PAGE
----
Manuel Roda, a structural geologist at the University of Utrecht in the Netherlands, said such chaotic terrains -- enigmatic features stretching hundreds of miles -- are distinctive to Mars but the mechanism of their formation has been poorly understood.
The so-called Aram Chaos sits within a crater 175 miles wide and more than 2 miles deep.
"About 3.5 billion years ago, the pristine Aram impact crater was partly filled with water ice that was buried under a two-kilometer (1.2-mile) thick layer of sediment," Rhoda said at the European Planetary Science Congress in London.
"This layer isolated the ice from surface temperatures, but it gradually melted over a period of millions of years due to the heat released by the planet. The sediment overlying fluid water became unstable and collapsed," he said.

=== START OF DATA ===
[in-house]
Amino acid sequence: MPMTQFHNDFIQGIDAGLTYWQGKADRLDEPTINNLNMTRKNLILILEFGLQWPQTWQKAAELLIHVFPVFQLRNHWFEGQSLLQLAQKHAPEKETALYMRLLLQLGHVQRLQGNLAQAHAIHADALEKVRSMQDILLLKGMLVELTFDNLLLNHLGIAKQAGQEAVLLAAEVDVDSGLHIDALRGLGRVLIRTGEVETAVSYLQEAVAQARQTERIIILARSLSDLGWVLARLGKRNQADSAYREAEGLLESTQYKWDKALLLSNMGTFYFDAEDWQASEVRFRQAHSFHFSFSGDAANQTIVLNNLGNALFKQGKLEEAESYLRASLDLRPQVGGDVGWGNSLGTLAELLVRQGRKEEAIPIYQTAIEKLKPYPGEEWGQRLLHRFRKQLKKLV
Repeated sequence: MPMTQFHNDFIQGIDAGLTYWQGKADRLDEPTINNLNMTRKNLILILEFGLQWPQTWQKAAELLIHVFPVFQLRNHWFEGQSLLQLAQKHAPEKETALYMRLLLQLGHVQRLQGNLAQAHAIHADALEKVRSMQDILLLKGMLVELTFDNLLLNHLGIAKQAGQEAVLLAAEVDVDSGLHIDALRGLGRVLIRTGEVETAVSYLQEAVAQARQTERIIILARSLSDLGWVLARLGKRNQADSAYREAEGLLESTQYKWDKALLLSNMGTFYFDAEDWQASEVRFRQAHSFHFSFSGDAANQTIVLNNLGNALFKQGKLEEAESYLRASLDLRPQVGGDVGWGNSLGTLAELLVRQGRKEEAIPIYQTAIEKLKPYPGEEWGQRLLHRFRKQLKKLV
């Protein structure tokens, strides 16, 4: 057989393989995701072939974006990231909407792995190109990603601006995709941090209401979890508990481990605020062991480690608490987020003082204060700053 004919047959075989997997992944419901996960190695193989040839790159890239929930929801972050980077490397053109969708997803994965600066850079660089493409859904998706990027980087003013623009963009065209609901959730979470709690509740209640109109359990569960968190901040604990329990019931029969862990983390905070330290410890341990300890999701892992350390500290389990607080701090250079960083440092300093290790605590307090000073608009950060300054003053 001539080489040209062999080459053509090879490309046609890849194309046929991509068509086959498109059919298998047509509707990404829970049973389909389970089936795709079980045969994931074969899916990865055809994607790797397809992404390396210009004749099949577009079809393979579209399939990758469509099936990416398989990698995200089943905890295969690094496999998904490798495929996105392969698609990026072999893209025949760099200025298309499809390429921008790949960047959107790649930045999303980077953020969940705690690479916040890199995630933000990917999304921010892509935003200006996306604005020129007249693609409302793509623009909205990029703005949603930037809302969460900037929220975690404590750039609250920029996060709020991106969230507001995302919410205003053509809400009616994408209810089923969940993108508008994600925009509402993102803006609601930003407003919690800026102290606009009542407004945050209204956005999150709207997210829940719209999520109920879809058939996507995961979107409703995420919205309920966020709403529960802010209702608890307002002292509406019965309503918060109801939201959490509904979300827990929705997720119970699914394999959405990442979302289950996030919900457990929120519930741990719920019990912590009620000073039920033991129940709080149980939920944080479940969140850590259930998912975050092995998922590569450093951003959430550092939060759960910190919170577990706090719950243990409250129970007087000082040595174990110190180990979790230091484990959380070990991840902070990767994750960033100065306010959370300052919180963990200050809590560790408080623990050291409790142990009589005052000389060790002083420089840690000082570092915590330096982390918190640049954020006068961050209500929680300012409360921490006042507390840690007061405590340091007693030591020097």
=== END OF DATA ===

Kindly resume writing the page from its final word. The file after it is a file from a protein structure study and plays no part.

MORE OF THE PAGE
The resulting massive expulsion of thousands of cubic miles of liquid water -- four times the volume of Lake Baikal, the largest freshwater lake on Earth -- carved a valley more than 6 miles wide and a mile deep in about one month and left the chaotic pattern of blocks in the Aram crater, Rhoda said.
"An exciting consequence is that rock-ice units are possibly still present in the subsurface," he said. "Buried ice lakes testify of Mars rapidly turning into a cold, frozen planet, but with lakes buried in the subsurface. These lakes could provide a potentially favorable site for life, shielded from hazardous UV radiation at the surface."